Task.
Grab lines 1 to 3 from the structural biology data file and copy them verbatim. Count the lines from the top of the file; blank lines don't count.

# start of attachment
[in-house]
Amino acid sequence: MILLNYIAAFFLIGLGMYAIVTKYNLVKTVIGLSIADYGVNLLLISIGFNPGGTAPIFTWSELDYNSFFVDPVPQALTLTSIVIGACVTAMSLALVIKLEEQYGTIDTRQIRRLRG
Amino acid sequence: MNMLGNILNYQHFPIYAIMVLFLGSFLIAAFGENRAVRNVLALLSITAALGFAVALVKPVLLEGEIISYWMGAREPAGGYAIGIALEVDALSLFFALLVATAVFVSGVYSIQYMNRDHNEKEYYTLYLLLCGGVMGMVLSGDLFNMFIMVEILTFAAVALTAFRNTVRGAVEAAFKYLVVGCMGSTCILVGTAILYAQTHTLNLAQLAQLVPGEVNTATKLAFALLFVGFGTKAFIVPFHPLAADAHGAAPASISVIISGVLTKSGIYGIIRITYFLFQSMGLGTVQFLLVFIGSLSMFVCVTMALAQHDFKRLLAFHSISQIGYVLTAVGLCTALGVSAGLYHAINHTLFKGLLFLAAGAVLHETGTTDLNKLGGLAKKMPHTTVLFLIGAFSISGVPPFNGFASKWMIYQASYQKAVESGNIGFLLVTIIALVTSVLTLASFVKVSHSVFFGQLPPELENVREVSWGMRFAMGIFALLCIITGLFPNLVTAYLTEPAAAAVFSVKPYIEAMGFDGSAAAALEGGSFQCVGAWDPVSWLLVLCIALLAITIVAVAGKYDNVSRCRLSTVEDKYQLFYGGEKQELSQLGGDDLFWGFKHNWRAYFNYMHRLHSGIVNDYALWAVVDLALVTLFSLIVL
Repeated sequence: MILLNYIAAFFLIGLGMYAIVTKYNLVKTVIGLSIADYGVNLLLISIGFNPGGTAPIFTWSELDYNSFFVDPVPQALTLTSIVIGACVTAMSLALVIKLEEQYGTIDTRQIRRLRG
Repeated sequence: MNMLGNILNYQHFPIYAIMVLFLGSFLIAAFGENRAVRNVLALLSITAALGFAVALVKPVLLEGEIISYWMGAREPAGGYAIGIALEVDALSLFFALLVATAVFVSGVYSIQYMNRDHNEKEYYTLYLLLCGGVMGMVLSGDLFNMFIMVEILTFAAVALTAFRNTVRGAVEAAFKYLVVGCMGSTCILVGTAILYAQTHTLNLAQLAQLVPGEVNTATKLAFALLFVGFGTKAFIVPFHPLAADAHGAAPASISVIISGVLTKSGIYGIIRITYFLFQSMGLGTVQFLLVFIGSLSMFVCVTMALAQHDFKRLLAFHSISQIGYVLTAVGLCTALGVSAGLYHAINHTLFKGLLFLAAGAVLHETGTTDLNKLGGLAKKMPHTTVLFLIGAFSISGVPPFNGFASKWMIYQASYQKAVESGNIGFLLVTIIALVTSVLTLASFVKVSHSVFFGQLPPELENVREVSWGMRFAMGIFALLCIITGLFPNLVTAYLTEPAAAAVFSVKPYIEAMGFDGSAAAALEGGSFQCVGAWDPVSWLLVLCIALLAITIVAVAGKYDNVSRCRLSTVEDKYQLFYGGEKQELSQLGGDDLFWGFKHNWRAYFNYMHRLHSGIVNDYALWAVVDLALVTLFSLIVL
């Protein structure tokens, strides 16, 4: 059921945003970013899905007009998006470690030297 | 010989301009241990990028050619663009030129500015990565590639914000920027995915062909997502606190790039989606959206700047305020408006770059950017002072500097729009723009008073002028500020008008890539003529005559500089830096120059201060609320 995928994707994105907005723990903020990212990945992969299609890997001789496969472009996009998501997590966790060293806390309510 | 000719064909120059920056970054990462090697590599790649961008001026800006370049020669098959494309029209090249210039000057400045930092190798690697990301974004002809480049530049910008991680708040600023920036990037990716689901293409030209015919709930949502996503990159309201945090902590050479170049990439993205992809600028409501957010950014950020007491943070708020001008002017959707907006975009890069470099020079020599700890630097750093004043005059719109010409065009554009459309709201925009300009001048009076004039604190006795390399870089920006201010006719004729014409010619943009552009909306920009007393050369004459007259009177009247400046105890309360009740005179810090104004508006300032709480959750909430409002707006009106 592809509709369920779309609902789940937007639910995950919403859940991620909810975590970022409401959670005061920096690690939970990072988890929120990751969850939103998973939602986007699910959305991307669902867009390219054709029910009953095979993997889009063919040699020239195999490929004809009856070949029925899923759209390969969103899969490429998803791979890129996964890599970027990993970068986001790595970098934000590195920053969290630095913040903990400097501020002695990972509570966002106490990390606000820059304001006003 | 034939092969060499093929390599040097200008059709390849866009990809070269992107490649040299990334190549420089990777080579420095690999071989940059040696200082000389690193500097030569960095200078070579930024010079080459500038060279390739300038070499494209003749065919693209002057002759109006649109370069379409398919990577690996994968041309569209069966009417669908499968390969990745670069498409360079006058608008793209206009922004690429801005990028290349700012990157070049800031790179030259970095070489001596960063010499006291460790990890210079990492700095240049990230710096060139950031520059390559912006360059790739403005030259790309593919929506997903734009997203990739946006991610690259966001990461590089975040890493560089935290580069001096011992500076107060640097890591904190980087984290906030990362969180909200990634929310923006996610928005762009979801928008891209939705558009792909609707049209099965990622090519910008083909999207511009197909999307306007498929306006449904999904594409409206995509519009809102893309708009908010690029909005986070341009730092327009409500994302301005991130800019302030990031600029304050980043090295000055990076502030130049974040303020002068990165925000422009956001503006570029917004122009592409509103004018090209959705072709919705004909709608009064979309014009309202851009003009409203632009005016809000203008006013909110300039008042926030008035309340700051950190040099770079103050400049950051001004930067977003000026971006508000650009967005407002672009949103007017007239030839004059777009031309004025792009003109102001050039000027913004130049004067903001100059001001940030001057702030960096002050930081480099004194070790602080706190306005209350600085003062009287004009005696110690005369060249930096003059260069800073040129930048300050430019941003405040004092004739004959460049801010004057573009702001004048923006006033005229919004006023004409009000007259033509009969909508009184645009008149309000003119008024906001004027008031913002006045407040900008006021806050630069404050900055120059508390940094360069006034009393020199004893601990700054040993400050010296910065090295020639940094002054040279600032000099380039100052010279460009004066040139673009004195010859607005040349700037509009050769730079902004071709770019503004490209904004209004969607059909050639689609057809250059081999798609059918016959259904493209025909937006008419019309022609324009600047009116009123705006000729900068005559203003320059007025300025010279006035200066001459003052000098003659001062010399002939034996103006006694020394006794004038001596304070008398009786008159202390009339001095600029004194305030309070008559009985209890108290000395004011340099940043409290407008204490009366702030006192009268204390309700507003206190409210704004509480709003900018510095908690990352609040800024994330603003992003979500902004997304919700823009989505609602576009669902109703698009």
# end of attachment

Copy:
[in-house]
Amino acid sequence: MILLNYIAAFFLIGLGMYAIVTKYNLVKTVIGLSIADYGVNLLLISIGFNPGGTAPIFTWSELDYNSFFVDPVPQALTLTSIVIGACVTAMSLALVIKLEEQYGTIDTRQIRRLRG
Amino acid sequence: MNMLGNILNYQHFPIYAIMVLFLGSFLIAAFGENRAVRNVLALLSITAALGFAVALVKPVLLEGEIISYWMGAREPAGGYAIGIALEVDALSLFFALLVATAVFVSGVYSIQYMNRDHNEKEYYTLYLLLCGGVMGMVLSGDLFNMFIMVEILTFAAVALTAFRNTVRGAVEAAFKYLVVGCMGSTCILVGTAILYAQTHTLNLAQLAQLVPGEVNTATKLAFALLFVGFGTKAFIVPFHPLAADAHGAAPASISVIISGVLTKSGIYGIIRITYFLFQSMGLGTVQFLLVFIGSLSMFVCVTMALAQHDFKRLLAFHSISQIGYVLTAVGLCTALGVSAGLYHAINHTLFKGLLFLAAGAVLHETGTTDLNKLGGLAKKMPHTTVLFLIGAFSISGVPPFNGFASKWMIYQASYQKAVESGNIGFLLVTIIALVTSVLTLASFVKVSHSVFFGQLPPELENVREVSWGMRFAMGIFALLCIITGLFPNLVTAYLTEPAAAAVFSVKPYIEAMGFDGSAAAALEGGSFQCVGAWDPVSWLLVLCIALLAITIVAVAGKYDNVSRCRLSTVEDKYQLFYGGEKQELSQLGGDDLFWGFKHNWRAYFNYMHRLHSGIVNDYALWAVVDLALVTLFSLIVL